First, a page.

Having read a couple dozen of Marvel's "Essential" series, I've seen the gamut from excellent to awful. Generally, what makes the comics good are exactly the things you'd expect: good, consistent writing and art, strong characters and a decent supporting cast. (This last feature seems to often be the deciding factor for excellence: it's a reason the Essential Spiderman volumes have been exceptional, while the Silver Surfer was not on the same par.) By these standards, the Essential Wolverine is a top-notch book.
Wolverine is, of course, one of the X-Men, but there came a certain point when he became something more than that. I personally feel that he emerged from being a rather one-dimensional character back in the early `80s during the early issues of the "New" X-Men. In particular, during a storyline around issue 130, the rest of the team had been defeated by a band of villains known as the Hellfire Club, but Wolverine, a character who seemed to be the least powerful, came back to rescue his teammates. He did so in a violent manner, with little qualms about killing or maiming, making him a distinct contrast to many other heroes. Later, Frank Miller gave Wolverine even more of an edge in a mini-series and added the first person narration that was rare at the time but is now commonly associated with this superhero.
Not all team characters can stand on their own in their own book, but, as this book shows, Wolverine can. It helps that this volume features a roster of Marvel all-stars: Chris Claremont, John Byrne, Peter David, John Buscema, Archie Goodwin and Klaus Janson (no third-stringers in this bunch). The stories start off during a period when the X-Men had faked their own deaths, and Wolverine goes off to the fictional principality of Madripoor, an East Asian city-state somewhat akin to Singapore. It also bears more than a passing resemblance to the Casablanca of movie fame, a city filled with various lowlifes and people seeking refuge from other places.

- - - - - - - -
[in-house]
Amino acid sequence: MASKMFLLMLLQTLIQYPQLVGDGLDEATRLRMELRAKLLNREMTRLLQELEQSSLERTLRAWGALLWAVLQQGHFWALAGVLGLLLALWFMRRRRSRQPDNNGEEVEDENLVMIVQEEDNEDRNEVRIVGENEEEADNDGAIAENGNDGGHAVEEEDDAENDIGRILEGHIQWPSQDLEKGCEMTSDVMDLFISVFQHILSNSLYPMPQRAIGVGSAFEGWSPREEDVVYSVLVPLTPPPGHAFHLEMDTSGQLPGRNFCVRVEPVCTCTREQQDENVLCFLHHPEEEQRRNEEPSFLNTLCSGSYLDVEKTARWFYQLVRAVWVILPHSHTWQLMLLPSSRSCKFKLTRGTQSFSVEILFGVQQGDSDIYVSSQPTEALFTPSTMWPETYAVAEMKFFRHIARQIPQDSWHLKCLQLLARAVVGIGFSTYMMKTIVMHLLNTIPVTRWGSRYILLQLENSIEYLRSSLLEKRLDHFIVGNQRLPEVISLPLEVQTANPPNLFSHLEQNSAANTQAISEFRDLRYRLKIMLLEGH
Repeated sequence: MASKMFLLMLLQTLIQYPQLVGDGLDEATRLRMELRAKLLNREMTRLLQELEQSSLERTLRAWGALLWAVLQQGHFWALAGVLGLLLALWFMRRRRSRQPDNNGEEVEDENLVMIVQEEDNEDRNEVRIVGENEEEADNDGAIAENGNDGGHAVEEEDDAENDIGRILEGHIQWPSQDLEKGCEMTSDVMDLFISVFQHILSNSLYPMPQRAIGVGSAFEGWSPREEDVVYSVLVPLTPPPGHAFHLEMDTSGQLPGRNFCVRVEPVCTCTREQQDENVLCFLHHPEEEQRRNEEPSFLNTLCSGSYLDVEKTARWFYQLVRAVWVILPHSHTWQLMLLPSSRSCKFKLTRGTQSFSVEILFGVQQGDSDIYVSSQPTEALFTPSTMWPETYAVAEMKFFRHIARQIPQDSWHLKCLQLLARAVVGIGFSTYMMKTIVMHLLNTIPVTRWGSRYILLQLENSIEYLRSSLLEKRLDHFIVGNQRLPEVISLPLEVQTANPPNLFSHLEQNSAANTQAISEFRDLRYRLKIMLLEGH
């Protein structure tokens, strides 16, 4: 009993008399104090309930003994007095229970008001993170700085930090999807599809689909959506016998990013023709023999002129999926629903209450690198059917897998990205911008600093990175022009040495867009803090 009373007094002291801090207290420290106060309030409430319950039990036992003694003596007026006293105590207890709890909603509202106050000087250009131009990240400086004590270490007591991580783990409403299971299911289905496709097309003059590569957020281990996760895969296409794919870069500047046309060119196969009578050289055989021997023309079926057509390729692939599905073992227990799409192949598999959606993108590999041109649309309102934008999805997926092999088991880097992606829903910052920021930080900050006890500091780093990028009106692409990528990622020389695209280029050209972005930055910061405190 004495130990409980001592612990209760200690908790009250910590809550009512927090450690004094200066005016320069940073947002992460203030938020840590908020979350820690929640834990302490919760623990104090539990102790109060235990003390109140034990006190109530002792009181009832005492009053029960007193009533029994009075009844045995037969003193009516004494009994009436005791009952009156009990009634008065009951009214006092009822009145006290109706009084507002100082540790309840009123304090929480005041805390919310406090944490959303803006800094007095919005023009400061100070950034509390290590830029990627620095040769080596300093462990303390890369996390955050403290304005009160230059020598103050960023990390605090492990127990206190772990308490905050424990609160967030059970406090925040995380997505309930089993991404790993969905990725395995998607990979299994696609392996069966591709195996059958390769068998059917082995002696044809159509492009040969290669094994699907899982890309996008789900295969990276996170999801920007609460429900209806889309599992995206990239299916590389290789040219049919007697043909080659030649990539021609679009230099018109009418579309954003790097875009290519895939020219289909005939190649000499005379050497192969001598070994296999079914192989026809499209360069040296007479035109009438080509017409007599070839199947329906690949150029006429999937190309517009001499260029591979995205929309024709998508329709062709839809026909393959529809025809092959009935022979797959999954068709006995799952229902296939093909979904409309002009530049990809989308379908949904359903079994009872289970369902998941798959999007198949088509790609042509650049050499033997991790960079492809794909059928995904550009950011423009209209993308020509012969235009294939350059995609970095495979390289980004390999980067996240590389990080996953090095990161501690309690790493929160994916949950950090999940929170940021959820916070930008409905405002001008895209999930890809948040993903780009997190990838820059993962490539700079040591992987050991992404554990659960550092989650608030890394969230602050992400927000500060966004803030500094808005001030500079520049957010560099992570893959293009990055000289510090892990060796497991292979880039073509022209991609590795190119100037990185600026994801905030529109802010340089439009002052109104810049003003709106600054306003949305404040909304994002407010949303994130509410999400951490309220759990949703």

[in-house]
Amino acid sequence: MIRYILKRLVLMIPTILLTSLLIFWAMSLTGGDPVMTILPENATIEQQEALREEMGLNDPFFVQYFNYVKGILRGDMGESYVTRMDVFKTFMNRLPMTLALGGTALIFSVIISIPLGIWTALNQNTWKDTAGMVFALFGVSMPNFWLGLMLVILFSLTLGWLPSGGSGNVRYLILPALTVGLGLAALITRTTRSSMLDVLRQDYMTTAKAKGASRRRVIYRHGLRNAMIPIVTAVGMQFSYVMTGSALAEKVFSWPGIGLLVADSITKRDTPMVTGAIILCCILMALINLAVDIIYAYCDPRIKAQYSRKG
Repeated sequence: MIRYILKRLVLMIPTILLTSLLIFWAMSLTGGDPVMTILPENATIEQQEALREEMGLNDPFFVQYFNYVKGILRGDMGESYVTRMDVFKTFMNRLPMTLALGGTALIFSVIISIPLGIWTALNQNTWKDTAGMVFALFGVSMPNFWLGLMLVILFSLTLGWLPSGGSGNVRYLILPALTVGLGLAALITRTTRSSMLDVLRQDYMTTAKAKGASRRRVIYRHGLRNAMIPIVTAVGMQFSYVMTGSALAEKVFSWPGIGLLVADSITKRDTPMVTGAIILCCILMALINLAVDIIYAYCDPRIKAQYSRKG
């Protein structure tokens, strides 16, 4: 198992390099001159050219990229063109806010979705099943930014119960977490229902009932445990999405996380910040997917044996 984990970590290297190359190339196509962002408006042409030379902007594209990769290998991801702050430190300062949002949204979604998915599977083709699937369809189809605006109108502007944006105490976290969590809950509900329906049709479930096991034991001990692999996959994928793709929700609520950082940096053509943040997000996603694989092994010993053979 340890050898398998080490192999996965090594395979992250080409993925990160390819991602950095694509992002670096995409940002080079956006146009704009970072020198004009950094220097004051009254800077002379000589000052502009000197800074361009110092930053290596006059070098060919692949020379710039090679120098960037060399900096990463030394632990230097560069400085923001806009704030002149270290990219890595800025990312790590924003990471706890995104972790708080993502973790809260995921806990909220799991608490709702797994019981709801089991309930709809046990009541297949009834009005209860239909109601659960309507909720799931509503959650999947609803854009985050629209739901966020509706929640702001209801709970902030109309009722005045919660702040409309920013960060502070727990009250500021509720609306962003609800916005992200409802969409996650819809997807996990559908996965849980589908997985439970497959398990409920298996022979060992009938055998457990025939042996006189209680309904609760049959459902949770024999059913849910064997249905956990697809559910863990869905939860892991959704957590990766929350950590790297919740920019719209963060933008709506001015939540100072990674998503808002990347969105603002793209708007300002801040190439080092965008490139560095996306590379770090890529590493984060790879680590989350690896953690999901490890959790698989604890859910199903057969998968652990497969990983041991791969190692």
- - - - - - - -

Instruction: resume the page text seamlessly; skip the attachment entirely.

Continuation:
Wolverine has a connection with Madripoor going back years and feels quite comfortable in this seedy town. He adopts an alias of Patch (which fools less people than he thinks) and gets involved in various capers, starting with the theft of an evil sword. This introduces some of the major supporting characters, particularly Jessica Drew (the former Spiderwoman turned private eye) and her partner, ex-actress Lindsay McCabe. This caper also gets Wolverine tangled up with old enemy Silver Samurai, but not in a fully adversarial way.
Other stories get more characters introduced, particularly the various crime lords of Madripoor and the coldly pragmatic Prince. Probably the most interesting foe in this volume is Roughhouse who starts off as a simple tough guy villain but develops into someone far more interesting by the final issue. Most of the stories span over several issues, with the last two taking six and seven issues respectively.
As stated earlier, the Essentials volumes vary in quality, but this book is one of the best. With great characters and storytelling, this volume easily rates five stars and, if you enjoy comic books, this is one really fits the definition of "essential."